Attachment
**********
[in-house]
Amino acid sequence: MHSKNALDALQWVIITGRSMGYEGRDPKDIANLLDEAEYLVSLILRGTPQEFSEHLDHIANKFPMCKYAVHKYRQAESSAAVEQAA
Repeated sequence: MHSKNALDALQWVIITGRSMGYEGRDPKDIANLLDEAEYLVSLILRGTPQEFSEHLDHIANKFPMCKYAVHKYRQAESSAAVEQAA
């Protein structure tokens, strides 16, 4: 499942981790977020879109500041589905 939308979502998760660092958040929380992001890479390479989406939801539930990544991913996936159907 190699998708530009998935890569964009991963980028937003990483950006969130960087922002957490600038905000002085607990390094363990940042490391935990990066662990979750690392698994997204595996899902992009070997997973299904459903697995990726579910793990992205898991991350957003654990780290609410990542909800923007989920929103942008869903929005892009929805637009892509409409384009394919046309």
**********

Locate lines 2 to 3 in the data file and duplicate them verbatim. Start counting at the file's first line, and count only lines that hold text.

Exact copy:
Amino acid sequence: MHSKNALDALQWVIITGRSMGYEGRDPKDIANLLDEAEYLVSLILRGTPQEFSEHLDHIANKFPMCKYAVHKYRQAESSAAVEQAA
Repeated sequence: MHSKNALDALQWVIITGRSMGYEGRDPKDIANLLDEAEYLVSLILRGTPQEFSEHLDHIANKFPMCKYAVHKYRQAESSAAVEQAA